What is your customer engagement ladder?
The lean approach to sales is seeing customers as friends: we help them get done what they want to get done, with the lowest cost and hassle possible, they help us stay in business by accepting our prices.
But how does one build this kind of relationships? As with friends, some favors are free, some are deals.
- Free favors: there are two kinds of free favors – either a one off helping hand to establish as an ice-breaker, or a service as between old friends, a reward for loyalty.
- Good and bad deals: good deals are those where the customer is happy and lets you make a living, bad deals are those where either the customer is unhappy because they feel scammed, or they’re happy but won’t let you live at your price, or both.
The idea, of course, is to move relationships from free service as icebreakers, to a space where mutually beneficial win-win deals can be found routinely, which also makes it easier to throw in the occasional free service as part of mutual help.
The danger is in over doing the early engagement stuff; acquiring new customers is much more expensive than working with existing ones. Or, worse, to stabilize the relationship in a place where the done deal only leaves you room to scrap buy.
There is no set way of figuring this out, but a starting point can be drawing a ladder of engagement, from the early contact services and how much margin these bring home (or cost) to the high-end high value, high price and hopefully high margin, products and services.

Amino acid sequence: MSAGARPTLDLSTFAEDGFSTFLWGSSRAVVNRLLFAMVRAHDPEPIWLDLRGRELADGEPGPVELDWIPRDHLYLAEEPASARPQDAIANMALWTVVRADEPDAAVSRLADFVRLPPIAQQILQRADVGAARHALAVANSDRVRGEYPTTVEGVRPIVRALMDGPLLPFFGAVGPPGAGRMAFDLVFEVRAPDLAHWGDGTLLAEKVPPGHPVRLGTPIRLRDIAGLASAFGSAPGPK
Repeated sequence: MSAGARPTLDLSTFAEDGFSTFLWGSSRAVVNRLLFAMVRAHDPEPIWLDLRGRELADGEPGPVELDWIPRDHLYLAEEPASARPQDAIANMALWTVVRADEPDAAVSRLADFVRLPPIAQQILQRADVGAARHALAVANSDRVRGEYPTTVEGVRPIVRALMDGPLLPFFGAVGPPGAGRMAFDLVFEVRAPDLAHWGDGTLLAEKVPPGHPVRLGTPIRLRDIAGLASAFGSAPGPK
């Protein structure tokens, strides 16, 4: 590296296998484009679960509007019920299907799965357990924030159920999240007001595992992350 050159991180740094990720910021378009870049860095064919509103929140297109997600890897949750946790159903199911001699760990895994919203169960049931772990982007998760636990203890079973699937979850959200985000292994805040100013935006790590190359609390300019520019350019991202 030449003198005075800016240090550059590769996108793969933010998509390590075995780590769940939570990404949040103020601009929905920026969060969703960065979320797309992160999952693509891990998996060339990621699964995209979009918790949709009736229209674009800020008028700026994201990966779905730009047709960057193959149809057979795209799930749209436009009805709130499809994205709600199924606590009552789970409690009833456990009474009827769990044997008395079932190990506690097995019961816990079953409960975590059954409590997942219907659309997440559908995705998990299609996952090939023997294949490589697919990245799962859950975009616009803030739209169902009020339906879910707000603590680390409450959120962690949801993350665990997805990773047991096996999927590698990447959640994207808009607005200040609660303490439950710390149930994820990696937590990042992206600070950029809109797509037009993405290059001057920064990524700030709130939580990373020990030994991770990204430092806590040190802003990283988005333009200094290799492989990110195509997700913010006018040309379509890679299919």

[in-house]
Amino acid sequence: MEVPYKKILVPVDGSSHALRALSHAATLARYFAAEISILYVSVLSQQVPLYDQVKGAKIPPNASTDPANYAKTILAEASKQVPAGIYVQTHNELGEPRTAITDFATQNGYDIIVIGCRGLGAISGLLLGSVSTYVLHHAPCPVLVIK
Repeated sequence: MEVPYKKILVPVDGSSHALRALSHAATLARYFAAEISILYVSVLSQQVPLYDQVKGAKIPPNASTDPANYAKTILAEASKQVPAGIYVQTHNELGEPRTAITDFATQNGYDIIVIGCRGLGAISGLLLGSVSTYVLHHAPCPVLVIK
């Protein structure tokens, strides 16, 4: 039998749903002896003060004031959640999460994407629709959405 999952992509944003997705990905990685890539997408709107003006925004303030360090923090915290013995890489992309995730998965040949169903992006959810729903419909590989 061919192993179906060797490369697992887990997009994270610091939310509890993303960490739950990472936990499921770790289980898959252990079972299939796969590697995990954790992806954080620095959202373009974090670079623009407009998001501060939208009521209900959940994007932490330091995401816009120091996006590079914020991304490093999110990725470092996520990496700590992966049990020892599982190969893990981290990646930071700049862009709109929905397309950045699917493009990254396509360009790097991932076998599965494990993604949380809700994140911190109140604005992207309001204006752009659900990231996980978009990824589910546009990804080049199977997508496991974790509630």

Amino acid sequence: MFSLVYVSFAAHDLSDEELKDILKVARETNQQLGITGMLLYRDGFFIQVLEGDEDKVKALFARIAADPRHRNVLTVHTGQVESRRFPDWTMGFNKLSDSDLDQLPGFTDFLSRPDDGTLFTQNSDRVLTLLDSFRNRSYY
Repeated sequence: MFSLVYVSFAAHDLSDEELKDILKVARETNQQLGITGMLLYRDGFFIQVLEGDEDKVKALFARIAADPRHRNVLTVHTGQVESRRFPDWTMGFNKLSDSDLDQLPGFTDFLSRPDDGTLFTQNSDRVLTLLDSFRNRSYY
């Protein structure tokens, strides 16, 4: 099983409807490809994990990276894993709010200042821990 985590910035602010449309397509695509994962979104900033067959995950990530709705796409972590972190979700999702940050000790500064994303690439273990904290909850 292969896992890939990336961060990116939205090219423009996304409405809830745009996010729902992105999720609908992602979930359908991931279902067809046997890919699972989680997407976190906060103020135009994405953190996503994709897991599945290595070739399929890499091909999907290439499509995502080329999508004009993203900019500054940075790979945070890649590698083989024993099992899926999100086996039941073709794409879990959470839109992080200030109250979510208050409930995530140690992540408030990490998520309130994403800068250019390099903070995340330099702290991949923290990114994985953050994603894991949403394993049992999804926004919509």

Drawing the ladder can come as a surprise as you realize that products that appear high value, such as tailored, bespoke products can in fact be low margins, whereas more humble offerings can be high margin.
Customers move up and down the engagement level according to their needs and their degree of satisfaction with your value proposition. There is no single answer, but I find the ladder a helpful way to think about it, or more to the point, to check assumptions about:
- Does higher engagement translate into higher profitability? Or are deals structured in such a way that higher engagement translates into higher costs (more work) at fixed price?
- How do customers move up and down the engagement ladder? What motivates them from shift from one product or service to the next, or back down a rung?
The deeper questions which need asking time and time again because they has no set answer are: how do we help customers achieve what they’re trying to achieve? How do we do so flexibly as they run into their own obstacles? How do we do so profitably for both them and us?
Value is ever a mystery – the only stable answer is: keep searching!